Arriving under the moniker SK Hynix Gold S31 SSDs, these are 2.5” SATA II form factor drives which will be available in three different capacities - 250GB, 500GB, and 1TB. Each drive is rated at 560MB/s sequel read performance and up to 525MB/s sequential write performance. They each come with a five-year warranty and 200TB, 300TB, and 600TB write endurance respectively.
It’s been a rough quarter for Nvidia. The graphics card powerhouse has just revealed its financial results from the past quarter and Team Green has suffered a huge year-on-year drop in revenue.
Year-on-year revenue is down 17% for Nvidia, while operating income has suffered a huge fall, down 51% from $1.15 billion in Q2 FY2019 to $571 million in Q2 FY20.
It’s not the sort of thing to grab big headlines but AMD has quietly launched its AMD Radeon 600 Series graphics card. We’re all preoccupied with the Radeon RX 5700 family, of course, yet AMD can’t go forgetting about the lower end of the GPU market.
In truth, the AMD Radeon 600 Series isn’t the most exciting of launches. It would appear it’s just a rebranding of the Radeon 500 Series, specifically geared towards system builders who want their rigs to look all shiny and new.
Ancestors: The Humankind Odyssey is the brainchild of Patrice Désilets, creative director of the original Assassin's Creed and its beloved sequel. There's definitely some AC DNA in Ancestors' free-climbing antics, although the game itself is a very different proposition. An ambitious concept, Ancestors: The Humankind Odyssey charts millions of years of evolution, from primitive apes through to what we know as the modern man. Ancestors is primitive by nature then, but are its PC system specs just as primitive...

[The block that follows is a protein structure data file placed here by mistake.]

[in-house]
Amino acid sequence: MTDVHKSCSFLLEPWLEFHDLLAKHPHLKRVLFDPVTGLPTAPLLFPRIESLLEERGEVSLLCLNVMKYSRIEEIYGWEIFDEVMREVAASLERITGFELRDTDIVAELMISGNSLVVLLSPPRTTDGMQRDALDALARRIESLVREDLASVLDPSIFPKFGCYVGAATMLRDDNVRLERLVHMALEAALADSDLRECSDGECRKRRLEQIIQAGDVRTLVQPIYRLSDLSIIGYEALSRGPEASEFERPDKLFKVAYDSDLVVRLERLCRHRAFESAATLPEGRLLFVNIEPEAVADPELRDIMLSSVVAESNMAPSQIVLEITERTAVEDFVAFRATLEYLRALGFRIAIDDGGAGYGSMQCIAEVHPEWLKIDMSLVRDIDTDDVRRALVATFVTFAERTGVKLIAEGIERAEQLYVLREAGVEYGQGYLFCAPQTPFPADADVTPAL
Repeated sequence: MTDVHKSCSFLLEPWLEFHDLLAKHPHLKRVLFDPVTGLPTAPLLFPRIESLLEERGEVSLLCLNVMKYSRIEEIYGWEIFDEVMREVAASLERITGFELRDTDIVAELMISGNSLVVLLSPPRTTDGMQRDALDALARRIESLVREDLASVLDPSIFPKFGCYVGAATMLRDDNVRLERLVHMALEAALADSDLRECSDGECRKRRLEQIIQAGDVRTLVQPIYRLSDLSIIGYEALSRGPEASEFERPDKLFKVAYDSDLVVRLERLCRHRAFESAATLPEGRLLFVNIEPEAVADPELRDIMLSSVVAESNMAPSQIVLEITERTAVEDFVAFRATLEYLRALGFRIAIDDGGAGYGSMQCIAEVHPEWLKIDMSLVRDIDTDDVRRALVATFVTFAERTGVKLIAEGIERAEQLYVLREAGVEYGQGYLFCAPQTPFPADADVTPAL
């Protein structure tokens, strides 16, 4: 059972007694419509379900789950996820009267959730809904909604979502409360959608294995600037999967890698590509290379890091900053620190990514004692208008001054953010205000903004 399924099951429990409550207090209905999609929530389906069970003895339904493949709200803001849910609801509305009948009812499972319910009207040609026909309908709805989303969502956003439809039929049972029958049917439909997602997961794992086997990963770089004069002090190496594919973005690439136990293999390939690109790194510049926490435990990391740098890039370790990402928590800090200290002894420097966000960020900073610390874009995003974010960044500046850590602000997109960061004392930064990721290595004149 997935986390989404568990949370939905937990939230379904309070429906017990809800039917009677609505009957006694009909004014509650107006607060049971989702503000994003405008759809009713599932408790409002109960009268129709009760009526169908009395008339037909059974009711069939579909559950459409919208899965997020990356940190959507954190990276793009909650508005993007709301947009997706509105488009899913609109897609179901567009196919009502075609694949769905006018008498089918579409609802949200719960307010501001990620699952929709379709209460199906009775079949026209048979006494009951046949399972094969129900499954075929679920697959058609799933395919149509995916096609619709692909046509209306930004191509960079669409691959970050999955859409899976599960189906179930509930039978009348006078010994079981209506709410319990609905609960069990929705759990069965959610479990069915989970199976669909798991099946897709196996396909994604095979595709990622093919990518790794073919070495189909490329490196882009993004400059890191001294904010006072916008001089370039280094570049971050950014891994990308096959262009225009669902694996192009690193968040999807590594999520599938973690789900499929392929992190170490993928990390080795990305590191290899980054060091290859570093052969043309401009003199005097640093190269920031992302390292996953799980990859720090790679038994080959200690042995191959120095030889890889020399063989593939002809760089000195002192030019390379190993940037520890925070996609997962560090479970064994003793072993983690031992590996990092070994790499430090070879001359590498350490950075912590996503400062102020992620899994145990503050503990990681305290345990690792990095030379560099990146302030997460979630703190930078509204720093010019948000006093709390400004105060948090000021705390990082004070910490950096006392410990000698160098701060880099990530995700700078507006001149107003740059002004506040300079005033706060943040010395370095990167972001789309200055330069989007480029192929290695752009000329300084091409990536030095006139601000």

And the answer would be a big fat no. You'll need a fairly reasonable PC to stand a chance of running Ancestors: The Humankind Odyssey. The PC system requirements aren't exactly sky-high but you'll be needing at least a 2GB DirectX 11 graphics card alongside 8GB RAM and a decent CPU. Like a lot of games these days, you'll be needing a quad-core processor to get aboard this particular ride. Something old will do though, such as Core i5-2500K or even an AMD Phenom II X6 1100T. Both great make it the day but quite low-end by today's standards.
The unthinkable is happening. Xbox head honcho Phil Spencer has explained how the focus for its next-generation Xbox Scarlett console will be in pushing higher frame rates rather than graphical fidelity.
Consoles have long been hamstrung by the competing ideals of visual excellence and crippling frame rates. Above and beyond everything, publishers want their games looking great in screenshots in trailers, frame rates be damned. Even now, the priority is often on cranking out the best possible visuals in, say, Horizon: Zero Dawn, even if this means capping the frame rate at 30 frames per second.
There have been some curious goings-on over on AMD’s official landing pages for its Ryzen 3000 series, all of which appears to stem from users being unable to hit the advertised boost clock speeds with their new Ryzen 3000 processors.
Yesterday, AMD updated the specifications for its range of AMD Ryzen 5 and Ryzen 7 3000 CPUs, adding an addendum to each of their ‘Max Boost Clock’ speeds specifying the “Max Boost Clock is the maximum single-core frequency at which the processor is capable of operating under nominal conditions.” Previous Ryzen CPUs could achieve the advertised boost clock speeds across all cores.